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A History of the French Novel, Vol. 1

Was the principal birth time of the famous Heroic variety


In its first decade appeared

the epoch-making pastoral-heroic _Astree_ of Honore d'Urfe;[124] its middle period, from 1620 to 1670, was the principal birth-time of the famous "Heroic" variety, pure and simple; while, from that division into the last third, the curiously contrasted kind of the fairy tale came to add its quota of influence. At various periods, too, individuals of more or less note (and sometimes of much more than almost any of the "school-writers" just mentioned) helped mightily in strengthening and diversifying the subjects and manners of tales. To this period also belongs the continuance and prominence of that element of actual "lived" anecdote and personal history which has been mentioned more than once before. The _Historiettes_ of Tallemant contain short suggestions for a hundred novels and romances; the memoirs, genuine or forged, of public and private persons have not seldom, in more modern times, formed the actual basis of some of the greatest fiction. Everybody ought long to have known Thackeray's perhaps rather whimsical declaration that he positively preferred the forged D'Artagnan memoirs of Courtils de Sandras (as far at least as the Gascon himself was concerned) to the work of that Alexander, the truly Great, of which he was nevertheless such a generous admirer: and recently mere English readers have had the opportunity of seeing whether they agree with him. In fact, as the century went on, almost all kinds of literature began to be more or less pervaded with the novel appeal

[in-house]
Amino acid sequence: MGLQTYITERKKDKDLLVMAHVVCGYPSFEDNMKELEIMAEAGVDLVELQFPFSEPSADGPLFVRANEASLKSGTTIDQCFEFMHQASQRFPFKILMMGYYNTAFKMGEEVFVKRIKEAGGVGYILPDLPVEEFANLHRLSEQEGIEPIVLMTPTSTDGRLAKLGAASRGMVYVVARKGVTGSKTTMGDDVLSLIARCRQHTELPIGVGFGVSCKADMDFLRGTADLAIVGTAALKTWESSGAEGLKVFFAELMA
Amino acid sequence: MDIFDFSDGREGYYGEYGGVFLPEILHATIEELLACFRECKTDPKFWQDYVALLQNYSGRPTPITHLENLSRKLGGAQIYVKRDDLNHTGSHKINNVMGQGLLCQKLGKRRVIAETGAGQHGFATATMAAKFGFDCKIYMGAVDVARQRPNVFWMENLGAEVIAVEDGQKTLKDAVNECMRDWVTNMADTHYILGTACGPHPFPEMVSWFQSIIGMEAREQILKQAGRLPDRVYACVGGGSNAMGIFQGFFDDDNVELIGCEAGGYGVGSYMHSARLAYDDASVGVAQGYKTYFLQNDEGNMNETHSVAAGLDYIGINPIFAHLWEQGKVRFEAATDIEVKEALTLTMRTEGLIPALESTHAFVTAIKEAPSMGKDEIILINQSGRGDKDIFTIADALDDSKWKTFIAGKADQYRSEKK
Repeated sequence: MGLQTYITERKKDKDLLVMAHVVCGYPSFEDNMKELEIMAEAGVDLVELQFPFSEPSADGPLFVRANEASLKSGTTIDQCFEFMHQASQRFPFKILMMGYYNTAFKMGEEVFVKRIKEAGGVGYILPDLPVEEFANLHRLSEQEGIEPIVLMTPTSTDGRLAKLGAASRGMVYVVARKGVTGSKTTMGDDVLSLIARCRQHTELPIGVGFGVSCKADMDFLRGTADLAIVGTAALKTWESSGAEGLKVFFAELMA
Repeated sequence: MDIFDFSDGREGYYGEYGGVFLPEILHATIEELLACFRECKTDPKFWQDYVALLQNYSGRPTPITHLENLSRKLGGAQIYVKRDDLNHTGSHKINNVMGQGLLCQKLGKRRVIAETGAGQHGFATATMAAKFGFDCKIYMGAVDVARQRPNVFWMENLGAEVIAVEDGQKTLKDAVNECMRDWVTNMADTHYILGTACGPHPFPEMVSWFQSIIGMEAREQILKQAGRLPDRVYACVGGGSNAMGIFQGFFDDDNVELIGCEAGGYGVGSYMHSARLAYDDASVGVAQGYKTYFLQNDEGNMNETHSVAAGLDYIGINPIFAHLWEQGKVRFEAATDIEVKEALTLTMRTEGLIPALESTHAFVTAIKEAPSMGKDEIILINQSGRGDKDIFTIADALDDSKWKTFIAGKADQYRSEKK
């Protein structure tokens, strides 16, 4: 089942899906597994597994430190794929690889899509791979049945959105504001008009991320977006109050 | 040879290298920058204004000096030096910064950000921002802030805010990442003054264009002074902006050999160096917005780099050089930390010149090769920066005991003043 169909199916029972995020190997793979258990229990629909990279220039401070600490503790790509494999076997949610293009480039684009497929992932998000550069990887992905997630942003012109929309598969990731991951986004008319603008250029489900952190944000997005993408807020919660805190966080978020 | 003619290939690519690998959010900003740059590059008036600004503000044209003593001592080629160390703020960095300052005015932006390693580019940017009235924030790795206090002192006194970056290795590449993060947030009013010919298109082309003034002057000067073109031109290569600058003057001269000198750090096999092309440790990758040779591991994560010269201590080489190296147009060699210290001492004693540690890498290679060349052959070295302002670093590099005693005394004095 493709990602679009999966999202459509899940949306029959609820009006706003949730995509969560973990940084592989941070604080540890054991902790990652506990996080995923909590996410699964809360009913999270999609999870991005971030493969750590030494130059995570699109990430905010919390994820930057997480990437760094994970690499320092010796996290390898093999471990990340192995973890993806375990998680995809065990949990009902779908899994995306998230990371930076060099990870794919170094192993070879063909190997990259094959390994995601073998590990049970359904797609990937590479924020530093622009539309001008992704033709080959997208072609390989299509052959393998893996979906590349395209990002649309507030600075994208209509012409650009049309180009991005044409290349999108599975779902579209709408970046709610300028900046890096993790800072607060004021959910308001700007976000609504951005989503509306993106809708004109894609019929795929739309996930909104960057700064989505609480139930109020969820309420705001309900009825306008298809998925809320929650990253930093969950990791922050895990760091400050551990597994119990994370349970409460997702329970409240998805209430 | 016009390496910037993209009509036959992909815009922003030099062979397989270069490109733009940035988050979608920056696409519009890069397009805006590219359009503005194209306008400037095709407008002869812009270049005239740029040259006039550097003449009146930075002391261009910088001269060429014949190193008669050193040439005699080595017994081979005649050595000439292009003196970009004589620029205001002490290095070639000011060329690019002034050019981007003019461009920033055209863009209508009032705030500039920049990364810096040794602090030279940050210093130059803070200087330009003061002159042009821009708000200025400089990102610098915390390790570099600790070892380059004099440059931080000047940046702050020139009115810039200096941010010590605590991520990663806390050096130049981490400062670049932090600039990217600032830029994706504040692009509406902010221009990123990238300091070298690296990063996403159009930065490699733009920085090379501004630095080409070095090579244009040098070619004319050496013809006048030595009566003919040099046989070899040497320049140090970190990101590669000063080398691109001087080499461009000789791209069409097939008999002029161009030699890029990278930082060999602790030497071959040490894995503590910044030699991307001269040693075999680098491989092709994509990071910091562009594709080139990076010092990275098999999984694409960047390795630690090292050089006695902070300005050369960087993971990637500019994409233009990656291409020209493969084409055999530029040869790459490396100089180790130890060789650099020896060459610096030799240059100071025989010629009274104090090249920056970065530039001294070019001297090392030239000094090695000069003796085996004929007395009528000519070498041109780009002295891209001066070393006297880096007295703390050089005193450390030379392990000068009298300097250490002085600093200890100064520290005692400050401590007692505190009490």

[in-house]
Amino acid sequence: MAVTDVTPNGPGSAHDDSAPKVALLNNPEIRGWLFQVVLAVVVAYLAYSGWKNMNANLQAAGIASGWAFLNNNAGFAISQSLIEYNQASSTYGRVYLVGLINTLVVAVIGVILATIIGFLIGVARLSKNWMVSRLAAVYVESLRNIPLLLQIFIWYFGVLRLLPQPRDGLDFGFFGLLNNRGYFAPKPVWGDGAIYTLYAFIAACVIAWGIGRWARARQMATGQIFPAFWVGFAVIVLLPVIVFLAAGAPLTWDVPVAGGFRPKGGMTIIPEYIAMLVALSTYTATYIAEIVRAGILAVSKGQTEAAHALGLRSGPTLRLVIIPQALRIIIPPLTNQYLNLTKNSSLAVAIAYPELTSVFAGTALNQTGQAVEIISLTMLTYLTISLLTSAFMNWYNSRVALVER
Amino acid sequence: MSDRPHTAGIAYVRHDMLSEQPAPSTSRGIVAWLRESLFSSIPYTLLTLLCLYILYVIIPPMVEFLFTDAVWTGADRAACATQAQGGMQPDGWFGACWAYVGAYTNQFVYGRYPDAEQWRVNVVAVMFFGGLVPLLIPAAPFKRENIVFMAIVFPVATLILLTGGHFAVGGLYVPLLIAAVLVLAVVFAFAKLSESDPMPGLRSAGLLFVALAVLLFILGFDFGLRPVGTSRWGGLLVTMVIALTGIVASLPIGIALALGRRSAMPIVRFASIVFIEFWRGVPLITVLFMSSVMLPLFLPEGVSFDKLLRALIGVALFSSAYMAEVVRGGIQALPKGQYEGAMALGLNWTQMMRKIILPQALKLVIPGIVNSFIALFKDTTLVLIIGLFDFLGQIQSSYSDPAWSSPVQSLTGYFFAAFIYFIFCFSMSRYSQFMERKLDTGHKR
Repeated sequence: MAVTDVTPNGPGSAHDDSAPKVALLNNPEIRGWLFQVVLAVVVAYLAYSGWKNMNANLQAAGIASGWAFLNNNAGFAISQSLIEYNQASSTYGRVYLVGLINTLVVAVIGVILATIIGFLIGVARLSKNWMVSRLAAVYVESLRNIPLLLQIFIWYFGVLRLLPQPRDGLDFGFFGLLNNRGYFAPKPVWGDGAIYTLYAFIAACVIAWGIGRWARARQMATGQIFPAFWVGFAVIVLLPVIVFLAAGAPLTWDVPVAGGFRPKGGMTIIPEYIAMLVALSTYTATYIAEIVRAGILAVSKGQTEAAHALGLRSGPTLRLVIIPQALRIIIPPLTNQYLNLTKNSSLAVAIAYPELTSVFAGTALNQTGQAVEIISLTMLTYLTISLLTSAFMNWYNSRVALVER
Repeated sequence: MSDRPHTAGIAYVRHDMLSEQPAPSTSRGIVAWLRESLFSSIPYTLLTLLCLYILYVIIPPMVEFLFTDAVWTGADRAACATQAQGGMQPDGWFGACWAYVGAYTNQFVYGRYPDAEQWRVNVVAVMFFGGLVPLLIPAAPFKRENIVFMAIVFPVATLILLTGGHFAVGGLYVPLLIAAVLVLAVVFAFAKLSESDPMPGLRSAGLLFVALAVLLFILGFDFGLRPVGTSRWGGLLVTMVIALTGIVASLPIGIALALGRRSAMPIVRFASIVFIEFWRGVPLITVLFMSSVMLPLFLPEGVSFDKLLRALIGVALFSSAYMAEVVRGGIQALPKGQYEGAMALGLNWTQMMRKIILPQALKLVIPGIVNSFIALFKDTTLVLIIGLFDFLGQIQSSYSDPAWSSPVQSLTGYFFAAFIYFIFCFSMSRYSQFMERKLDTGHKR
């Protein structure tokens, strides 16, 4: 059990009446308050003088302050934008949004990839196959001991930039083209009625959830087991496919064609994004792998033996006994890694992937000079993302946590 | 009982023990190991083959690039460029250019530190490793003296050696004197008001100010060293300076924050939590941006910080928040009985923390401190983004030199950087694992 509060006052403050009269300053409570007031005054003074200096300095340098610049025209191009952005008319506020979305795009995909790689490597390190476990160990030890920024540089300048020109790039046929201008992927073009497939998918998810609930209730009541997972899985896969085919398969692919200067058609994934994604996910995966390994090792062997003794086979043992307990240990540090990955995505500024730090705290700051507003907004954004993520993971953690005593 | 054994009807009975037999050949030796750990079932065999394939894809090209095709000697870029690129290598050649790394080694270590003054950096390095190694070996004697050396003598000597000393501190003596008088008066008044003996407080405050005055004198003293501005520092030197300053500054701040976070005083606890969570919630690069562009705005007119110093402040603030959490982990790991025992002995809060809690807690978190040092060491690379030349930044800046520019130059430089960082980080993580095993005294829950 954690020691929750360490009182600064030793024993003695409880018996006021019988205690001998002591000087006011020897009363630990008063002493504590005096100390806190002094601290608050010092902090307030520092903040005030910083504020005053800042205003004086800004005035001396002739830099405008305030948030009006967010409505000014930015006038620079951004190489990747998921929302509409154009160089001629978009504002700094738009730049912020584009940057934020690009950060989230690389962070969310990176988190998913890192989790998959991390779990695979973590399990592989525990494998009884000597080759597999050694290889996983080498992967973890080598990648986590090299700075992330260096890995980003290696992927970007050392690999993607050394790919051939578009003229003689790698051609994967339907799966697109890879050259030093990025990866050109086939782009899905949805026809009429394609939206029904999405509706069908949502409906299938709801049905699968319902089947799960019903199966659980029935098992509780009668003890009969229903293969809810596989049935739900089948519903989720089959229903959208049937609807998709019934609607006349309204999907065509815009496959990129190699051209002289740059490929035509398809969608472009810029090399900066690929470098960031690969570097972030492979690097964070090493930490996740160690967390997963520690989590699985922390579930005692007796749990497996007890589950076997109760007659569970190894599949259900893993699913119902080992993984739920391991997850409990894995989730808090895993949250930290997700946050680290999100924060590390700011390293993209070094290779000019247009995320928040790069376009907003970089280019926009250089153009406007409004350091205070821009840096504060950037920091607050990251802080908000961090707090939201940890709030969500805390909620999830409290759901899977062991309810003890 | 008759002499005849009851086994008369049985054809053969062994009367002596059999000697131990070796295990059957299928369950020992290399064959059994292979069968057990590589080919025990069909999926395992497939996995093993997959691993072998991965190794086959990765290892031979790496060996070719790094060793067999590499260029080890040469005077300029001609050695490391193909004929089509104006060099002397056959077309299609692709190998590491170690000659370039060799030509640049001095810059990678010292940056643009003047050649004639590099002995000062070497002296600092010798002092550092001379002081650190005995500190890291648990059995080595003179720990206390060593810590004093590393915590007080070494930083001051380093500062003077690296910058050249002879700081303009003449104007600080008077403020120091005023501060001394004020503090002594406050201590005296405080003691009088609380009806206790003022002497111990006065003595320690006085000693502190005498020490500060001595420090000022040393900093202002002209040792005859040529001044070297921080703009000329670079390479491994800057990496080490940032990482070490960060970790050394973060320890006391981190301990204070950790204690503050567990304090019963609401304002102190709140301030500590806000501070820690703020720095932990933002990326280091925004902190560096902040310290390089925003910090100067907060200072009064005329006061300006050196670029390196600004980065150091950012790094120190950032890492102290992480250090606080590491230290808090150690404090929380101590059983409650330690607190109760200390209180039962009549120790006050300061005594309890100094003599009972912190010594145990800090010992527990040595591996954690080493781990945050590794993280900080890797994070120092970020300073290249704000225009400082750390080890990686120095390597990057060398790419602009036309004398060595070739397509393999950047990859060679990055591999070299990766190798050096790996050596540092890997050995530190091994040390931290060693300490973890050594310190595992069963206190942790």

and quality.

[Sidenote: The divisions of its contribution.]

The letters of "Notre Dame des Rochers" constantly read like parts or scenes of a novel, and so do various compositions of her ill-conditioned but not unintelligent cousin Bussy-Rabutin. Camus de Pontcarre in the earlier and Fenelon in the later century determined that the Devil should not have this good prose to himself, and our own Anthony Hamilton showed the way to Voltaire in a kind, of which, though the Devil had nothing immediately to do with it, he might perhaps make use later. In fact, the whole century teems with the spirit of tale-telling, _plus_ character-analysis; and in the eighteenth itself, with a few notable exceptions, there was rather a falling-off from, than a further advance towards, the full blossoming of the aloe in the nineteenth.

It will probably, therefore, not be excessive to give two chapters (and two not short ones) to this period. In the first of them we may take the two apparently opposite, but by no means irreconcilable schools of Pastoral and Heroic Romance[125] and of Fairy Tale, including perhaps only four persons, if so many, of first-rate literary rank--Urfe,[126] Madeleine de Scudery, Madame d'Aulnoy, and Perrault; in the second, the more isolated but in some cases not unimportant names and works of Sorel, Scarron, Furetiere, and the capital ones of Madame de la Fayette and Hamilton. According to the plan previously pursued, less attempt will be made to give exhaustive or even full lists of practitioners than to illustrate their practice thoroughly by example, translated or abstracted, and by criticism; and it is necessary that this latter course should be used without mercy to readers or to the historian himself in this first chapter. For there is hardly any department of literature which has been more left to the rather treacherous care of traditional and second- or seventh-hand judgment than the Heroic romance.[127]


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